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Sir John Thornycroft Apples
Inventory, lb : 0
The Sir John Thornycroft apple is of large size, round in shape but slightly flattened at either end. The tough skin has a golden-green base color overlaid with scarlet and crimson flush or streaked. Some russetting and lenticels are present. Inside, the flesh is somewhat hard or tough, juicy, and crisp. The flavor is aromatic, delicate, and sweet.
Sir John Thornycroft apples are available mid-fall through early winter.
The Sir John Thornycroft apple is an older English variety of Malus domestica named after the gentleman who grew it first. It is of unknown parentage, but is still grown on the Isle of Wight today, in England.
Most of the nutrition of apples comes from the fruit’s carbohydrate and fiber content. One medium-sized apple contains almost 20% of the recommended daily intake, along with plenty of Vitamin C. Apples contain smaller amounts of other antioxidants beyond Vitamin C, which have several health benefits. For example, quercetin is anti-inflammatory, while catechin can improve brain and muscle function.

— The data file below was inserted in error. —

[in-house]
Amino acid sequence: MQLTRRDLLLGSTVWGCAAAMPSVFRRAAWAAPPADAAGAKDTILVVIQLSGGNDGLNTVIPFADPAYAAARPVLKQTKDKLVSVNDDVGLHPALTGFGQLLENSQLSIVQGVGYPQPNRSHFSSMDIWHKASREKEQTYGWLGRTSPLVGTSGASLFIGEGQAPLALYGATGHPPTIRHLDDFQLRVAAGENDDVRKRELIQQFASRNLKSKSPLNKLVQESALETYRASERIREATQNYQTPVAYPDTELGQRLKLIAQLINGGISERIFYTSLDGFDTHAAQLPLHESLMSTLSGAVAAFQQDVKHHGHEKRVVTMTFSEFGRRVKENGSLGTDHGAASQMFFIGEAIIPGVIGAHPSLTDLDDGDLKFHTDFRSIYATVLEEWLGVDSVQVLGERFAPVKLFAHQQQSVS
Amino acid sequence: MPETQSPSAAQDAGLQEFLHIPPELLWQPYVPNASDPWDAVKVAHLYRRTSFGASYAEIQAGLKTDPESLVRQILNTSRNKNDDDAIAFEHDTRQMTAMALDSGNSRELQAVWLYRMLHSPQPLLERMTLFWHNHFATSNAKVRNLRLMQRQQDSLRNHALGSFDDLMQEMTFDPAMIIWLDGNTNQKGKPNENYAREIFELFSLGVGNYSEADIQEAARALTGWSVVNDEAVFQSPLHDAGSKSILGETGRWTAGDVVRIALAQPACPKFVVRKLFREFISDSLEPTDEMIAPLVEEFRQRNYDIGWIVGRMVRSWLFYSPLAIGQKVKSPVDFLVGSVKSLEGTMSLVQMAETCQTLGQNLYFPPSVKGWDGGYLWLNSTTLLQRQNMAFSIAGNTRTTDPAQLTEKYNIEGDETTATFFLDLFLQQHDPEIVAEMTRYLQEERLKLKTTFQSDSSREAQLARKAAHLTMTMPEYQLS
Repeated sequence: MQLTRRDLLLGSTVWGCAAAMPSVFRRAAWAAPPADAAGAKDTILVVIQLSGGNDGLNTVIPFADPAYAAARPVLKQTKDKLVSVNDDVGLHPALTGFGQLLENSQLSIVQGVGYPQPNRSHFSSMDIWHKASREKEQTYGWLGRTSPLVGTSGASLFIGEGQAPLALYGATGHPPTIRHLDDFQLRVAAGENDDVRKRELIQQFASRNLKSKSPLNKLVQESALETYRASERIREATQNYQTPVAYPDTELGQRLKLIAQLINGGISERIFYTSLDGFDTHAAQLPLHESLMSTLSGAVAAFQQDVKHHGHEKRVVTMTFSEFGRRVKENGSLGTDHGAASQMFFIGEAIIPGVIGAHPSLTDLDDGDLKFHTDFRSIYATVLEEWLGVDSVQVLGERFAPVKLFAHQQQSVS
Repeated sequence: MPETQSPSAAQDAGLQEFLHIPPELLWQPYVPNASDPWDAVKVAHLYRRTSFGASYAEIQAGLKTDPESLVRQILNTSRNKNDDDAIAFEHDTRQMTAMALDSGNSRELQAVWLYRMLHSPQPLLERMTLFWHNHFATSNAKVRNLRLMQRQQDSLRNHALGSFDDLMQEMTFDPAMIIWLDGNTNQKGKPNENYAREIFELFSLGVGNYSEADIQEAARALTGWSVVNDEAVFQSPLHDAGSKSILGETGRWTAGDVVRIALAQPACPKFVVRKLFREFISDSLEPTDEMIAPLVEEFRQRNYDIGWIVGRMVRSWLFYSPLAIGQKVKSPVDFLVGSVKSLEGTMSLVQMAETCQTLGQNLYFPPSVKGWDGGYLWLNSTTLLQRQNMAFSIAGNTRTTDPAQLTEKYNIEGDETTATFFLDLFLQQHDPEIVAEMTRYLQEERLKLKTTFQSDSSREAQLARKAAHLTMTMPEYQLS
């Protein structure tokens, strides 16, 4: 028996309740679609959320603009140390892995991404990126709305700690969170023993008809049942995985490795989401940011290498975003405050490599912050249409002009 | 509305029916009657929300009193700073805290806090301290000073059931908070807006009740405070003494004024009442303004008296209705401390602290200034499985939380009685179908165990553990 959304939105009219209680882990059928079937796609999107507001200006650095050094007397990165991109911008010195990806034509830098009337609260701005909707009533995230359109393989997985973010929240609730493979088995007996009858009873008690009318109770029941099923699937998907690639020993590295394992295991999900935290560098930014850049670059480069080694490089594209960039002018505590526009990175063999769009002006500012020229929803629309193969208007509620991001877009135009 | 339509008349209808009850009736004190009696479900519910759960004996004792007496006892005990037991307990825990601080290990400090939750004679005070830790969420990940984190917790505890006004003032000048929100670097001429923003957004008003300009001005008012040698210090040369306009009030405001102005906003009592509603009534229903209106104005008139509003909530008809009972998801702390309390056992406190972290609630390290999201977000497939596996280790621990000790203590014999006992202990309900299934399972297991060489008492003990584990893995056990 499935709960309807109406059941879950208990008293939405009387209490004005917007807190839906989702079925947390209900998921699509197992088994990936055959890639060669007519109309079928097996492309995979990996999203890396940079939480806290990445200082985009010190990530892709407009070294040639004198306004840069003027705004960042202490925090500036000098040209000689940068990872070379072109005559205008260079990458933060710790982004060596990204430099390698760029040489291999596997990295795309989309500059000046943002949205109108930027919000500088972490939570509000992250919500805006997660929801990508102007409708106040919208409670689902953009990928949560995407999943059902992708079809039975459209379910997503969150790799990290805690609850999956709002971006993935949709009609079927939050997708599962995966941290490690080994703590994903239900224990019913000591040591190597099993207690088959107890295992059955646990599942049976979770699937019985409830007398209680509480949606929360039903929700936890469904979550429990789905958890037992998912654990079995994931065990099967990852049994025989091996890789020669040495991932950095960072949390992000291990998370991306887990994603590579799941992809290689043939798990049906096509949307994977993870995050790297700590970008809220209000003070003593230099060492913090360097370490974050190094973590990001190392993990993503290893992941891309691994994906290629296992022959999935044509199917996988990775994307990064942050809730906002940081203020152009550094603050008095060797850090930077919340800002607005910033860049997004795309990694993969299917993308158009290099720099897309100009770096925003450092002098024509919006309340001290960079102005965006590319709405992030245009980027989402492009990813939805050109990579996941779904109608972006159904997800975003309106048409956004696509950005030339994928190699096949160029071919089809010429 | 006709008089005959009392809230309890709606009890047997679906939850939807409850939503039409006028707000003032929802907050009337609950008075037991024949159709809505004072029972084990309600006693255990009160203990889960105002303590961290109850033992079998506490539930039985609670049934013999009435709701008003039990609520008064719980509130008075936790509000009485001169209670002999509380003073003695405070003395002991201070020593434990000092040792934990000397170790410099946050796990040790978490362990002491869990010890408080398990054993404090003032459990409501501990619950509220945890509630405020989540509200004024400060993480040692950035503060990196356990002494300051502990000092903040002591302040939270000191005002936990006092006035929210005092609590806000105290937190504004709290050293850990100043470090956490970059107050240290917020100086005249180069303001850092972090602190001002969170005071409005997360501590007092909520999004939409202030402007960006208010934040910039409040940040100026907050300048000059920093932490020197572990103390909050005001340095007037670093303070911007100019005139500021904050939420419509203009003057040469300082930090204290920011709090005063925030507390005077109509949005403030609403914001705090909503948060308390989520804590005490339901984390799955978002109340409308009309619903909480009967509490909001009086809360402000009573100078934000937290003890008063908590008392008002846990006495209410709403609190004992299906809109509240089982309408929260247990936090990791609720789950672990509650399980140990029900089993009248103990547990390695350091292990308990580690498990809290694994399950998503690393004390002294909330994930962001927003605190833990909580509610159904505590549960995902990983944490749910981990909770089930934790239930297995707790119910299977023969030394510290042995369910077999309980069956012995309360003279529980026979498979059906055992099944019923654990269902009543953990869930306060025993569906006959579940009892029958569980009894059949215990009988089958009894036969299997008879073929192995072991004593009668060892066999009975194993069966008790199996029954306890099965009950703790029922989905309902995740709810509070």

Sir John Thornycroft is a dessert apple, best for fresh eating but also can be used in cooking or baking. Pair with other fresh fruit such as berries, or traditional apple spices such as cinnamon and nutmeg. It will store well in cool, dry conditions for about two months.
Supermarkets often sell only a handful of apple varieties. However, in England, as elsewhere, consumers are increasingly interested in buying more unusual varieties, including antique apples such as the Sir John Thornycroft. Beginning in the early 2000s in England, many stores began selling local and antique apples, expanding the options beyond a few big commercial successes.
This apple was raised around 1900 on the Isle of Wight in Great Britain and commercially introduced in 1913. It was one of several apples developed by Sir John Thorneycroft, Lady Thorneycroft, and their head gardener Mr. Collister. This particular variety was awarded a Royal Horticultural Society Award of Merit in 1911. It grows best in temperate climates such as Great Britain.